Headlines about conflicts in far-away lands are often met with a collective shrug of the shoulders by the broader market, especially when the conflict has been running for as long as this one.
'But this time it's different'
The favourite words of every market analyst.
(It probably isn't, but that doesn't mean you should ignore it).
So, this conflict is centred in Nagorno-Karabakh
- A mountainous region of about 4,400 sq km (1,700 sq miles)
- Traditionally inhabited by Christian Armenians and Muslim Turks
- In Soviet times, it became an autonomous region within the republic of Azerbaijan
- Internationally recognised as part of Azerbaijan, but majority of population is ethnic Armenian
- An estimated one million people displaced by 1990s war, and about 30,000 killed
- Separatist forces captured some extra territory around the enclave in Azerbaijan in the 1990s war
- Stalemate has largely prevailed since a 1994 ceasefire
- Russia has traditionally been seen as an ally of the Armenians
The conflict has been going on for three decades.
Time to ask the key question...
Important oil & natural gas pipelines run pretty close to the conflict region.
The Baku-Tbilisi-Ceyhan pipeline (red) transports oil from the Caspian Sea into Turkey, via Georgia.
The Baku–Tbilisi–Erzurum Pipeline (blue) is a natural gas pipeline that runs parallel, but finishes in Erzurum.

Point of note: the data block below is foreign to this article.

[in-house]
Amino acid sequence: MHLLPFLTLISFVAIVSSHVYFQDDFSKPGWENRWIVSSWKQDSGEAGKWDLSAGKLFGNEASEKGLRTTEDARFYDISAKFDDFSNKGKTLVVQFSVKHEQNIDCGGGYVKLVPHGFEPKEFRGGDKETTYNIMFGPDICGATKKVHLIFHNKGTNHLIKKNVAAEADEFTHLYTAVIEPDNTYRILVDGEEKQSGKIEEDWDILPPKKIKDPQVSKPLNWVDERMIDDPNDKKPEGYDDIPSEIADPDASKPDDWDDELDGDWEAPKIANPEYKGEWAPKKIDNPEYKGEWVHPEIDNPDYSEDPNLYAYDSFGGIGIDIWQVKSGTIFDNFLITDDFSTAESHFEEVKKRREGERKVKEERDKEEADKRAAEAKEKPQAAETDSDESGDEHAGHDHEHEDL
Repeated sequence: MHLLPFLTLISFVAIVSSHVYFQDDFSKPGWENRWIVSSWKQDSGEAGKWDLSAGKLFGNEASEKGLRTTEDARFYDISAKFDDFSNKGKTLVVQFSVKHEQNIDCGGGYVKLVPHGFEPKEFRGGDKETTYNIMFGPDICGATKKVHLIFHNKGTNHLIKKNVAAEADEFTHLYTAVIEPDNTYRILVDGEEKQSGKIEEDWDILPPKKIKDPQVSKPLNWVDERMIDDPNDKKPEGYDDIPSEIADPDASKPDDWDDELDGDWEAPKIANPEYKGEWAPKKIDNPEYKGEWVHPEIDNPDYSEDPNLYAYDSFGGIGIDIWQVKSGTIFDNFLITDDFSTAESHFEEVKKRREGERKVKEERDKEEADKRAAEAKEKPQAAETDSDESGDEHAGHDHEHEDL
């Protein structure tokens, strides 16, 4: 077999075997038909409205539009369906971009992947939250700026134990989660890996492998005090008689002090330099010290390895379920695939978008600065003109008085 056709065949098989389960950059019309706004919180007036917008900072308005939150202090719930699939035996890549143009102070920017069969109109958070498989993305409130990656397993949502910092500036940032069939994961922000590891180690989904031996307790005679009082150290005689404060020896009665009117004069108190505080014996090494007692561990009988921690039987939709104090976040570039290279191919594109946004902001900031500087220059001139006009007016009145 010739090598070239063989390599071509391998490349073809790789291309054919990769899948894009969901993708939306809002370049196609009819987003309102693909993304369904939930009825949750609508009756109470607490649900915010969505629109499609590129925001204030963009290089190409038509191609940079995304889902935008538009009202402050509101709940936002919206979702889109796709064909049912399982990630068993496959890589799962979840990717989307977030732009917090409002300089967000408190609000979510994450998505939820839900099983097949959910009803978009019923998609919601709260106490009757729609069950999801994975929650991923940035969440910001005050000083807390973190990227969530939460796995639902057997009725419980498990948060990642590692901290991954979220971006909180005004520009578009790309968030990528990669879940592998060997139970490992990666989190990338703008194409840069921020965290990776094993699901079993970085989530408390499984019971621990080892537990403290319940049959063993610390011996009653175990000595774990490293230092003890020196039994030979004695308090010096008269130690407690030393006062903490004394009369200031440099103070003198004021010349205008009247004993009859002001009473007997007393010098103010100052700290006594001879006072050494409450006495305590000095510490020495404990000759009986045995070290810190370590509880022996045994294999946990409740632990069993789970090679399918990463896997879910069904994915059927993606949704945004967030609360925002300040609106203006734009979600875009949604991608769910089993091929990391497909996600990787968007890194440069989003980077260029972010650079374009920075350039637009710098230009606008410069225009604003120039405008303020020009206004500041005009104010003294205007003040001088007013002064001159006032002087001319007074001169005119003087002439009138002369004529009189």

The first aim of the pipeline is to supply Turkey and Georgia.
As a transit country, Georgia has rights to take 5% of the annual gas flow through the pipeline in lieu of a tariff and can purchase a further 0.5 billion cubic metres (18 billion cubic feet) of gas a year at a discounted price.
In the longer term, it will supply Europe with Caspian natural gas through the planned Southern Gas Corridor pipelines, such as the Trans Adriatic Pipeline and Trans-Anatolian gas pipeline.
Reuters noted in their earlier report;
Any move to all-out conflict could drag in major regional powers Russia and Turkey.
Moscow has a defence alliance with Armenia, while Ankara backs its ethnic Turkic kin in Azerbaijan.
Well, The EU are trying to reduce their energy dependence on Russia.
This 'Southern corridor' was an EU initiative started back in 2008.
Significant loans were granted via the European Investment Bank, & the European Bank for Reconstruction and Development, together with other regional development partners.
Completion of the Nordstream 2 project was thrown into some doubt after the poisoning of Navalny.
Some may cry foul, and accuse Russia of 'fuelling' the conflict for strategic benefit.
Maybe that's the case, but I would say again...
A drawn out conflict could certainly lead to a closure of the pipelines, either for safety reasons, or due to strategic attacks.
However, this story is worth monitoring for different reasons, as a prolonged escalation could substantially influence the geopolitical landscape.
U.S. Secretary of State Pompeo said recently
"The US believes the Nord Stream 2 pipeline creates a risk for Europe by becoming dependent on gas that's coming out of Russia and also threatens Ukraine, something I know many German people care deeply about,".
If the EU becomes even more reliant on Russia for energy, they will once again find themselves in the middle of another conflict, instead of securing their future energy supply.
To finish, it is worth noting that Nord Stream 2 doesn't have too many fans in Eastern Europe either;
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